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1430 Thymidylate Synthase Inhibition with Capped F10 Is Effective in TP53 Null Acute Myeloid Leukemia (AML)

Program: Oral and Poster Abstracts
Session: 604. Molecular Pharmacology and Drug Resistance: Myeloid Neoplasms: Poster I
Hematology Disease Topics & Pathways:
drug development, Therapies
Saturday, December 9, 2023, 5:30 PM-7:30 PM

Charles Okechukwu1*, Kristin Pladna, MS2*, William Gmeiner, PhD3* and Timothy S Pardee, MD, PhD2

1Cancer Biology, Comprehensive Cancer Center of Atrium Health Wake Forest Baptist, Winston-Salem, NC
2Comprehensive Cancer Center of Atrium Health Wake Forest Baptist, Winston-Salem, NC
3Wake Forest School of Medicine, Winston-Salem, NC

Acute myeloid leukemia (AML) is an aggressive cancer of the myeloid linage characterized by progressive marrow failure and death. Responses to therapy are between 50 and 80% but relapse is common and salvage rates once relapsed are low. The risk of relapse is greatly influenced by specific somatic mutations. One of the highest risk mutations in AML involves loss of the tumor suppressor TP53. Patients with AML harboring loss of TP53 function have a dismal prognosis and there is a clear need for new approaches. To identify novel agents with activity against TP53 null AML, a TP53 null and WT isogenic cell line pair was generated using CRISPR/CAS9 in a genetically defined murine AML cell line. Clonal isolates were generated by serial dilution and loss of detectable TP53 was confirmed by Western blotting. A high throughput screen of currently FDA approved agents was performed on these cell lines. When agents were ranked by equal cytotoxicity against TP53 null and WT AML cells 20% (6/30) of the top 30 agents either directly targeted thymidylate synthase or its substrates via inhibition of the folate cycle. This finding suggests that thymidylate synthase (TS) is a key enzyme in TP53 null AML cells. To confirm and extend these results, an additional murine AML TP53 null/WT cell line pair was generated. Chemotherapy resistance was confirmed in the TP53 null cell lines when treated with doxorubicin (Figure 1). Capped F10 (CF10) is a second generation fluoropyrimidine oligonucleotide that is a highly potent inhibitor of TS. In contrast to doxorubicin, CF10 treatment resulted in significant cell death when dosed in the low picomolar range with minimal differences between the null and WT cell lines (Figure 1). To extend this result TP53 null cells were injected into syngeneic recipients and upon engraftment mice were treated with CF10 at 300mg/kg twice weekly or doxorubicin 3mg/kg and cytarabine at 100 mg/kg daily for 5 days. CF10 provided a significant survival benefit in the TP53 null AML in this highly aggressive model where doxorubicin and cytarabine did not (p=0.0057, Figure 2). To confirm a TP53 independent mechanism, competition assays were performed with CAS9 expressing AML cells partially infected with a vector expressing an sgRNA targeting TP53 and containing a GFP reporter. When the mixed population was treated with a titration of doxorubicin there was a highly significant increase in GFP+ cells indicating the involvement of TP53 in doxorubicin mediated cell death. In contrast when cells were treated with a titration of CF10 there was a no significant increase in GFP+ population consistent with CF10 inducing a TP53 independent mechanism of cell death. For CF10 to of use clinically there must be an acceptable therapeutic window. Fluoropyrimidine based therapy can be myelosuppressive especially in patients with low dihydropyrimidine dehydrogenase (DPD) activity. To assess the tolerability of CF10, healthy WAG/RAJ rats were treated with the DPD inhibitor ethynyl uracil at 2mg/kg to mimic DPD deficiency. Animals were then treated with repeated doses of either 141 mg/kg CF10 or the molar equivalent of 50 mg/kg 5-flurouracil (5-FU) and weight determined. In contrast to 5-FU, CF10 treated animals maintained their weight compared to controls (data not shown). Taken together these data suggest that TS is a viable target in TP53 null AML and CF10 is well tolerated and provides a survival benefit in a highly aggressive, chemotherapy resistant model. Ongoing studies will explore the mechanisms involved in CF10 induced cell death.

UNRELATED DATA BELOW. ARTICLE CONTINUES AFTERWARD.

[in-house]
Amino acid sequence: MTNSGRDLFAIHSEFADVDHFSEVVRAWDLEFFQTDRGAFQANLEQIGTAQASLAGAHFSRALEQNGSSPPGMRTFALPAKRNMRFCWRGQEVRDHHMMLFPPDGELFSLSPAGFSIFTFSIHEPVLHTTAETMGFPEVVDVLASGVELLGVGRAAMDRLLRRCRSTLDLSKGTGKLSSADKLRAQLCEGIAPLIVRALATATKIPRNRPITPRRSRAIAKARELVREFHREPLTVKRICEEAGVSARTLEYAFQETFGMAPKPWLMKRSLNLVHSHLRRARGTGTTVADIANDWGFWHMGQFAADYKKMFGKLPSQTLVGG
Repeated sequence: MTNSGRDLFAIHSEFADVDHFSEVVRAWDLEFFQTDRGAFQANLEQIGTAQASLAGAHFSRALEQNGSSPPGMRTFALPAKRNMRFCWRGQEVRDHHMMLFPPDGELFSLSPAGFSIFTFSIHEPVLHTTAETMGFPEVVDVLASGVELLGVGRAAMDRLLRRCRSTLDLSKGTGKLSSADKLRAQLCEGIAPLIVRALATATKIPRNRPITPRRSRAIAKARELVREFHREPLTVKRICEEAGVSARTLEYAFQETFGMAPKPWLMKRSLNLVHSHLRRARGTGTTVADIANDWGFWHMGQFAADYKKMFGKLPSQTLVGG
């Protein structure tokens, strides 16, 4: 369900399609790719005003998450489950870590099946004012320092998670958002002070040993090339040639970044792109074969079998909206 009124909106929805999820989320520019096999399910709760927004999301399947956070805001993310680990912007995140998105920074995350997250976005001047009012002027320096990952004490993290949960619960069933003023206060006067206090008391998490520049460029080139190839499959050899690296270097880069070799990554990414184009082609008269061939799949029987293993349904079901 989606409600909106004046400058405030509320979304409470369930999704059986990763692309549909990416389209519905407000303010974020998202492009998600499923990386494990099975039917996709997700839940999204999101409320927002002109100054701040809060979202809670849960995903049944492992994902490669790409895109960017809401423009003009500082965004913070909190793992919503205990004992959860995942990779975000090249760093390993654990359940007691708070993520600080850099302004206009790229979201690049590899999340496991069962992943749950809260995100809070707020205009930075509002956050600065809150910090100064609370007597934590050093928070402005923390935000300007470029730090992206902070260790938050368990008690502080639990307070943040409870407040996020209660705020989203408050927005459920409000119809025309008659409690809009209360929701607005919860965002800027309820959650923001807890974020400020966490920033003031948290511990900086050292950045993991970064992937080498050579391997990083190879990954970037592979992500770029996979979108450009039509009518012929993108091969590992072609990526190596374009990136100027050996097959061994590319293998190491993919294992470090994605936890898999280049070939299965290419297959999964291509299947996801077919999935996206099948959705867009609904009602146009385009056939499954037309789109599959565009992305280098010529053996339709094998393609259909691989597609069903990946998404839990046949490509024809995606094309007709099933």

Disclosures: Pardee: AbbVie Pharmaceuticals: Membership on an entity's Board of Directors or advisory committees; Cornerstone Pharmaceuticals: Consultancy, Research Funding; Genentech Pharmaceuticals: Membership on an entity's Board of Directors or advisory committees; Delta Fly Pharmaceuticals: Research Funding.

*signifies non-member of ASH